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Vanamringe v. Royal Group Technologies


July 26, 2006


The opinion of the court was delivered by: Richard J. Holwell, United States District Judge


Presently before this Court are two related securities fraud actions against Royal Group Technologies Limited ("Royal Group"), a Canadian corporation, and several of its key officers and directors during the putative class period (collectively, "defendants"). Both actions allege that between February 24, 2000 and October 18, 2004, inclusive (the "class period"), defendants carried out a fraudulent scheme, through the dissemination of materially false and misleading statements and reports, to defraud the investing public, artificially inflate and maintain the market price of Royal Group's publicly traded securities, thereby causing plaintiffs and other similarly situated investors to purchase Royal Group's securities at artificially inflated prices, in violation of Sections 10(b) and 20(a) of the Securities Exchange Act of 1934 ("Exchange Act"), and the rules and regulations promulgated thereunder.

The first-filed of these actions, captioned Vanamringe v. Royal Group Technologies Limited, 06 Civ. 0822 (RJH) was filed February 2, 2006. The second-filed action, captioned Messinger v. Royal Group Technologies Limited, 06 0876 (KMW) was filed February 3, 2006. By motion dated April 3, 2006, plaintiffs Phillip Zipin, Marcia B. Snow, and Lewis R. Messinger (the "Snow Group") moved the Court for an order to consolidate the two above-captioned and related actions, to appoint the Snow Group as lead plaintiff for the putative class pursuant to Section 21D(a)(3)(B) of the Exchange Act, 15 U.S.C. § 78u-4(a)(3)(B), and to approve their selection of Lerach Coughlin Stoia Geller Rudman & Robbins LLP ("Lerach Coughlin") and Labaton Sucharow & Rudoff LLP ("Labaton Sucharow") as co-lead counsel.

The Snow Group seeks to serve as lead plaintiff on behalf of themselves and (1) all United States citizens and entities that purchased or otherwise acquired the publicly traded securities of Royal Group on the New York Stock Exchange ("NYSE") or the Toronto Stock Exchange and (2) all foreign persons and entities that purchased or otherwise acquired the publicly traded securities of Royal Group on the NYSE, during the class period, alleging violations of Sections 10(b) and 20(a) of the Exchange Act and the rules and regulations promulgated thereunder.

A prior related consolidated action against the same defendants named here but brought by Canadian plaintiffs, and arising out of the same course of alleged conduct, was dismissed without prejudice on forum non conveniens grounds in favor of a Canadian forum in an opinion issued by the Hon. Harold Baer, Jr. See In re Royal Group Techs. Sec. Litig., 04 Civ. 9809 (HB), 2005 WL 3105341 (S.D.N.Y. Nov. 21, 2005). At a status conference held in this matter on June 22, 2006, defendants indicated that one of the lead plaintiffs in the former action, Canadian Commercial Workers Industry Pension Plan, has since filed a similar complaint in Canada alleging violations of Canadian securities laws. Defendants further represented that they intend to file consolidated motions to dismiss the consolidated complaint in this action based on, inter alia, forum non conveniens, subject matter jurisdiction, preclusion, statute of limitations, and personal jurisdiction (as to individual defendants) grounds. At this stage, it is inappropriate to consider any of these potential bases for dismissal, and only the pending motion to consolidate and appoint lead plaintiff and counsel will be addressed below.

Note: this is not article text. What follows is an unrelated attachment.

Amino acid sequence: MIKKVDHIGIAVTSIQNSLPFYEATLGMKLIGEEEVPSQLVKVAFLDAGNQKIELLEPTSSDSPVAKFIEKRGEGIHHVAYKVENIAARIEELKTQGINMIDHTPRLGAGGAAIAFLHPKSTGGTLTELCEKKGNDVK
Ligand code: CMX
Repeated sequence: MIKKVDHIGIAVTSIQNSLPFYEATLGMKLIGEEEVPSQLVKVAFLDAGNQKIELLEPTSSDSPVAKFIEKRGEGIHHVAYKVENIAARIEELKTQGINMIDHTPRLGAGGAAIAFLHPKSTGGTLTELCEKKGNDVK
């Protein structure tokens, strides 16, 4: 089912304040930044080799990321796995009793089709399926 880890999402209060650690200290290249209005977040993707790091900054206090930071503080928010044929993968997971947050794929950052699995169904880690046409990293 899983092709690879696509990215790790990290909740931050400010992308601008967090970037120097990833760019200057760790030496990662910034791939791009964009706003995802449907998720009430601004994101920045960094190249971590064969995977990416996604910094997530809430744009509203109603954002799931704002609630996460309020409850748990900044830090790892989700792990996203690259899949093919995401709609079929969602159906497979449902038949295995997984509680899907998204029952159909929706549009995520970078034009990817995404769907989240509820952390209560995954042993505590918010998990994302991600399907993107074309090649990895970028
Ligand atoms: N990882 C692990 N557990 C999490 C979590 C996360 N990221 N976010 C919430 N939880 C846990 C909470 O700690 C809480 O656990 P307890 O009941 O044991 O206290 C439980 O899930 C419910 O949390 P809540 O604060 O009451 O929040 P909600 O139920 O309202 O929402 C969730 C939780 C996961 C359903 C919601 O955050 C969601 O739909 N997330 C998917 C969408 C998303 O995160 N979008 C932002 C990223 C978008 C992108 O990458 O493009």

I. Consolidation of Actions

Because the above-captioned actions arise out of or are related to the same allegations, the Court hereby consolidates the aforementioned cases for all purposes, as stated on the record at a conference held June 22, 2006. The caption of this consolidated action shall be hereinafter referred to as "In re Royal Group Technologies Securities Litigation." All relevant documents and submissions shall be maintained as one file under Master File No. 06 Civ. 0822 (RJH). Any other actions now pending or later filed in this district that arise out of or are related to the same facts as alleged in the above cases shall be consolidated for all purposes, if and when they are brought to this Court's attention, whether by application to the Court or otherwise.

II. Appointment of Lead Plaintiff

A. The Notice and Filing Requirements under the PSLRA

The Private Securities Litigation Reform Act of 1995 ("PSLRA"), Pub. L. No. 104-67, 109 Stat. 737 (codified in part at 15 §§ 77-z-1, 78u-4), sets forth the procedures governing the appointment of lead plaintiff in "each action arising under the [Securities and Exchange Act of 1934] that is brought as a plaintiff class action pursuant to the Federal Rules of Civil Procedure." 15 U.S.C. §78u-4(a)(1). As an initial matter, the PSLRA requires the plaintiff in the initial action to cause a notice to be published in a national, business-oriented publication within 20 days of filing the complaint. 15 U.S.C. §78u-4(a)(3)(A)(i). The notice must inform members of the purported class of (1) the details and pendency of the action; and (2) their right to seek appointment as lead plaintiff within sixty days after the date on which notice is published. Id. Within ninety days after the publication of such notice, a court shall consider any motion made by any class member, regardless of whether they are individually named as plaintiffs in any one action, and shall appoint the "most adequate plaintiff' as lead plaintiff. 15 U.S.C. §78u4(a)(3)(B)(i)ù

In connection with the filing of the Vanamringe action, noticed was published by Lerach Coughlin and Labaton Sucharow on January 27, 2006, as amended by a notice published on February 8, 2006. The notice advised purchasers of Royal Group stock of the pendency of the action, the claims asserted therein, the purported class action period and the right of any class member to seek appointment as lead plaintiff. Accordingly, the notice satisfied the requirements of the PSLRA and triggered the sixty-day period in which class members could move to be appointed as lead plaintiff.